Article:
. . . When depression is . . . seen as a state shaped to cope with unpropitious situations, it is clear how it could be useful, both to decrease investment in the current unsatisfying life enterprise and also to prevent the premature pursuit of alternatives. Failure to disengage can cause depression, and depression can make it harder to disengage. This may explain why the low-mood system is so prone to getting stuck in positive feedback loops. Mood dysregulation may now be so prevalent because we are bereft of kin, beliefs, and rituals that routinely extracted our ancestors from such cycles. Also, the costs of low mood may be small compared with those of inappropriate high mood, so in certain situations the “smoke detector principle” biases the system toward low mood.

Usually, the dilemma is resolved by changing or accepting the current situation or by moving on. When it is not, serious pathology may arise. The argument in this article has so far been presented in the cold quasieconomic terms of behavioral ecology. However, for most people the resources at issue are relationships that are mediated not by calculated reciprocity, but by powerful emotional commitments. To break such commitments and turn energies elsewhere is far different from just moving to a different foraging patch.

Nesse also points out that the high prevalence of depression suggests that it sometimes has adaptive value:

The epidemiology of mood disorders offers other clues. If depression were rare, like schizophrenia, and had symptoms unrelated to the experiences of most people, this would suggest it was a disease unrelated to any defense. In fact, major depressive disorder affects about 10% of the US population in a year. Depressive syndromes that do not meet diagnostic criteria are even more common. Furthermore, there is no point of rarity in the distribution that can differentiate pathologic from nonpathologic depression, and subjects move frequently between syndromal and subthreshold depression over time. Also, the incidence of depression is highest at the ages where reproductive value peaks, a pattern characteristic of few diseases.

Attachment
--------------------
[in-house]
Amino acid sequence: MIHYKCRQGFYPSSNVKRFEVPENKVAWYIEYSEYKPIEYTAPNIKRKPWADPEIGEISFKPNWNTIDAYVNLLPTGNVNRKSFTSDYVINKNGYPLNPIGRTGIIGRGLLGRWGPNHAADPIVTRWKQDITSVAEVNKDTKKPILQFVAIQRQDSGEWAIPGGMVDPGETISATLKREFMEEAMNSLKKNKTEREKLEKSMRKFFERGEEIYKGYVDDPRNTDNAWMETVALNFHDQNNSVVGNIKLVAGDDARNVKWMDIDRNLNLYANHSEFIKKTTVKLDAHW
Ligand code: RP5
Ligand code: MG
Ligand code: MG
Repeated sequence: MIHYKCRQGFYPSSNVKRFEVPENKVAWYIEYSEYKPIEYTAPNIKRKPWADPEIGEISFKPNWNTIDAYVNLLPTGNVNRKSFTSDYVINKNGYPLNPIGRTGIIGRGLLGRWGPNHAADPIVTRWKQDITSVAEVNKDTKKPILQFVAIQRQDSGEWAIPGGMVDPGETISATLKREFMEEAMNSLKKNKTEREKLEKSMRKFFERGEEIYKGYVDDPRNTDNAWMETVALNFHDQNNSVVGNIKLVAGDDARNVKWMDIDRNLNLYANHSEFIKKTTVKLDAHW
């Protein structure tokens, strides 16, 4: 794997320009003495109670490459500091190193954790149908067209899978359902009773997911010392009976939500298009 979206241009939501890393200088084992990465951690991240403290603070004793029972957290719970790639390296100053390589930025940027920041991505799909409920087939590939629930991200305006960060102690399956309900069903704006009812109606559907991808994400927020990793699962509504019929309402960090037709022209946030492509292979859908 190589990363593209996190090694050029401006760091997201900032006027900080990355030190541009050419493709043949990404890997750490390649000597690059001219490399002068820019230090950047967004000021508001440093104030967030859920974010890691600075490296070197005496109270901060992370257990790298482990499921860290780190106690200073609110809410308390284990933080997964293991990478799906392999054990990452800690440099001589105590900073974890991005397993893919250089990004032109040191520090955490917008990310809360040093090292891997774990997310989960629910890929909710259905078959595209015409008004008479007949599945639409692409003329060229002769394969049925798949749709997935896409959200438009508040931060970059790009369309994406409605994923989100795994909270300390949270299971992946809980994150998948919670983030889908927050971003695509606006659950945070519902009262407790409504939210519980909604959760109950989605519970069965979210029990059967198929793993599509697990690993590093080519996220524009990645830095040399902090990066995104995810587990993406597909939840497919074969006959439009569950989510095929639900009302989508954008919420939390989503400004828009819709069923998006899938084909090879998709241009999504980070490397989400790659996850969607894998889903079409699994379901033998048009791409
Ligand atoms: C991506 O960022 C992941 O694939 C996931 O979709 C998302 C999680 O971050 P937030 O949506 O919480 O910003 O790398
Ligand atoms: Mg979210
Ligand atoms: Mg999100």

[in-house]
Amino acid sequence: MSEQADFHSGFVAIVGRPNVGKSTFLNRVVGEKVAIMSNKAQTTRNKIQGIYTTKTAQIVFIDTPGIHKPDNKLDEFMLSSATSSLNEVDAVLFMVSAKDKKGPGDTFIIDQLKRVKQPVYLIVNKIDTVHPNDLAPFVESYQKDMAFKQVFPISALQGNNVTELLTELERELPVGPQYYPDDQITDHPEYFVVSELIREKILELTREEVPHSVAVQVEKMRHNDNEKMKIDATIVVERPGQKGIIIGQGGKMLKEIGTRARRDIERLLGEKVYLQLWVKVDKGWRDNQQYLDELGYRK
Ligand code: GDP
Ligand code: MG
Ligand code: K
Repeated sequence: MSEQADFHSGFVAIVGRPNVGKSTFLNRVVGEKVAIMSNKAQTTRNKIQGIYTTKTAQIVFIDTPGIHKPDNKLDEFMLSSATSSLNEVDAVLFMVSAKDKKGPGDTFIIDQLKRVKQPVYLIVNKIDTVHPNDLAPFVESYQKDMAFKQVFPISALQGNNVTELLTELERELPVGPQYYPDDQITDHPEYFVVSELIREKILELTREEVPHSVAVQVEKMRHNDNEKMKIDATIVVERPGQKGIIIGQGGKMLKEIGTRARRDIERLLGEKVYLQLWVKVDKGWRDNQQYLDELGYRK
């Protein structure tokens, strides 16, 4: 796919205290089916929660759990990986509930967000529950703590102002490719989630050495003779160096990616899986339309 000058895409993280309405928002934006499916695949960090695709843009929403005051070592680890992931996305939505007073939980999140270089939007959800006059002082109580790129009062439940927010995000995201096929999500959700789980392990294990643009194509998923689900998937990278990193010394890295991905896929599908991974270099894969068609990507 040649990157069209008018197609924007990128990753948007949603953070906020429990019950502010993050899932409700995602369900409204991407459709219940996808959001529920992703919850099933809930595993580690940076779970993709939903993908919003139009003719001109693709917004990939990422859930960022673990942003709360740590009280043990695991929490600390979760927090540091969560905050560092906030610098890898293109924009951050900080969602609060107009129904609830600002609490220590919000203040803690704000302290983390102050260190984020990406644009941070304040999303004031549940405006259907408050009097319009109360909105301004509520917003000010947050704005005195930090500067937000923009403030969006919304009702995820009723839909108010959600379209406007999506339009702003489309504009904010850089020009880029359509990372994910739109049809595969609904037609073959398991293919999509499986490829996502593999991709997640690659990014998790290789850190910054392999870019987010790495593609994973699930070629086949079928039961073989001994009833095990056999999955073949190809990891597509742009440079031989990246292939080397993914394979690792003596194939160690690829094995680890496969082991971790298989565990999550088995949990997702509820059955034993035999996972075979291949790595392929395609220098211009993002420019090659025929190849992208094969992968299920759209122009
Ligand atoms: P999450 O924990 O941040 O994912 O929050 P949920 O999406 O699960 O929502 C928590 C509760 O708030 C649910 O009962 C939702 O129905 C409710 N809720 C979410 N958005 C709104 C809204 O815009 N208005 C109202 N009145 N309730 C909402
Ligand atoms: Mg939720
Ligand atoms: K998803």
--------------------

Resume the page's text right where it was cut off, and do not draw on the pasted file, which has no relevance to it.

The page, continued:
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Category: Health, Psychology Cognition

About the Author ()

Erich Vieth is an attorney focusing on consumer law litigation and appellate practice. He is also a working musician and a writer, having founded Dangerous Intersection in 2006. Erich and his wife, Anne Jay, live in the Shaw Neighborhood of St. Louis, Missouri, where they are raising their two extraordinary daughters.

Comments (6)

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  1. Tony says:

    It is my view that depression is a organic condition, that has an effect on mental processes and hampers the ability to cope with stress.
    Just one thing I recently found:
    http://parakoch.blogspot.com/2012/02/blood-test-accurately-distinguishes.html
    I have read that some people do research into depression and see it as some sort of inflammation of the brain. (but I don’t have web-links at hand)